Then there are others who entered legally but became illegal during their stay in Malaysia. They might have thrown their passport and other documents away because of the red tape involved. Employers don't want this (fuss) either.

Those who entered illegally are mostly from East Java and (East and West) Nusa Tenggara. About 60 percent of illegal workers from Sumatra and East Java entered the country through peninsular Malaysia or the western part. Illegal workers from Nusa Tenggara, Sulawesi and Kalimantan mostly enter through Serawak and Sabah. Those from East Java usually go to Jakarta first, then take a bus to North Sumatra or straight to Riau.

Then they are taken across the sea to Johor Baru, Port Klang, Malaka and other places. They usually use tongkang (traditional wooden boats). They disembark before the destination port and enter the streams where water reaches a man's waist, thus escaping the eye of the patrols. Then they walk along the swamps for about five kilometers to shelters where locals live.

Which sector employs the most illegal workers?

About half are in construction, the remainder in plantations, mainly in the cocoa, rubber and oil palm sectors. Agriculture is the easiest sector to enter (once a job seeker has reached Malaysia) as the locations are less visible to officials.

Workers usually seek information and then move to construction. They are usually men, while the women seek domestic or other work.

Didn't the Indonesian government ever anticipate Malaysia's tough response toward illegal workers?

Diplomacy to help the workers has been limited to meaningless talk. The government has never been serious; it even seems that the government wants to legalize this process. Warships have been sent to bring the workers home while the government has closed its eyes to the tongkang carrying our workers back to Malaysia.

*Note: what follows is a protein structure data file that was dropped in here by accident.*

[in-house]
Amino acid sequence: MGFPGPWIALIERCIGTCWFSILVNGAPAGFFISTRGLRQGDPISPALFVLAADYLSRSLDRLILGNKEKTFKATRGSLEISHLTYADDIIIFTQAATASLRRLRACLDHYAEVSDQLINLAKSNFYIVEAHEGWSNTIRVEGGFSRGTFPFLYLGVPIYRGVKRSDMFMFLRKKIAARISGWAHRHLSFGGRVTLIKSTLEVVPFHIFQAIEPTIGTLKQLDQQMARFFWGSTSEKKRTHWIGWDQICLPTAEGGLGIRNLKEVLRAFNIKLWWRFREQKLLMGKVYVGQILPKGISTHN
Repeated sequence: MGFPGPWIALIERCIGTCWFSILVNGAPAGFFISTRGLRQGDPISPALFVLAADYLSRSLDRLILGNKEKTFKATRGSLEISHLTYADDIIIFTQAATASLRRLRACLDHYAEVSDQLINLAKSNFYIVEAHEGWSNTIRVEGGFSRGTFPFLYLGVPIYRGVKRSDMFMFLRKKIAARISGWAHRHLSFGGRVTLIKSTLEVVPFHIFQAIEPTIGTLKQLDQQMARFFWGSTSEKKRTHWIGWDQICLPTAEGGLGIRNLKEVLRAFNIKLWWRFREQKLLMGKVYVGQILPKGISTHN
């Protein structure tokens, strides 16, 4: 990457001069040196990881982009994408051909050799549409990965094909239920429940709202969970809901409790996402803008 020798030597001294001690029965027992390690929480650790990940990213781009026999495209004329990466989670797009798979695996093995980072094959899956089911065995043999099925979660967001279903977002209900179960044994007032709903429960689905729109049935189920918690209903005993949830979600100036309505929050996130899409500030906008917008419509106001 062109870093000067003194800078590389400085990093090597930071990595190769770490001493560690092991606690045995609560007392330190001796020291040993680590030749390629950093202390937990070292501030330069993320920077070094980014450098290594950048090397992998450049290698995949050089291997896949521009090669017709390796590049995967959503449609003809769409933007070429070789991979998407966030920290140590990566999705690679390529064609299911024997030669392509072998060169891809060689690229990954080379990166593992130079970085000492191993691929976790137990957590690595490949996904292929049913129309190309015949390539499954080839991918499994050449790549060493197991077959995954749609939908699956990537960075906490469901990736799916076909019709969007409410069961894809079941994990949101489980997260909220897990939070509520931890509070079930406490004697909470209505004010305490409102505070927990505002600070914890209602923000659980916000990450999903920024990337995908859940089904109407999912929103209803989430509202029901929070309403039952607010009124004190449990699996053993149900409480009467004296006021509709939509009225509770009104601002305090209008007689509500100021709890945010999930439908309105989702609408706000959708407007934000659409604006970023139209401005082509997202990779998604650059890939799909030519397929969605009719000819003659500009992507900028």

Our main weakness is the absence of a special department handling the sending of workers overseas (despite) the law refering to the involvement of a number of government offices.

Given the direct relation (of this issue) to providing foreign exchange, why don't we establish a special ministry or department to handle migrant workers? At least, a state office in charge of international labor mobility, as we find in the Philippines, Pakistan and India. What must be done given the current deportation of thousands of illegal workers?

The embassy in Kuala Lumpur must actively provide reports on our workers, legal or illegal, to Jakarta. This was not done despite signs from the Malaysian government that it would deport our workers. The embassy should have given feedback to the government in Jakarta on the actions to be taken prior to deportation.

So the most important thing now is not to politicize the matter on either side. Both countries should view this as a labor issue, which must be settled accordingly.

The methods and decisions taken might contain political elements but they should not become political ends. Each country must respect the other's law. The difficulty now is the political needs (of the government) related to its standing in both the domestic and international stage.

This situation could occur again in two or three years' time. Such a situation is similar to that between Cuba and the U.S. regarding Cuba's workers.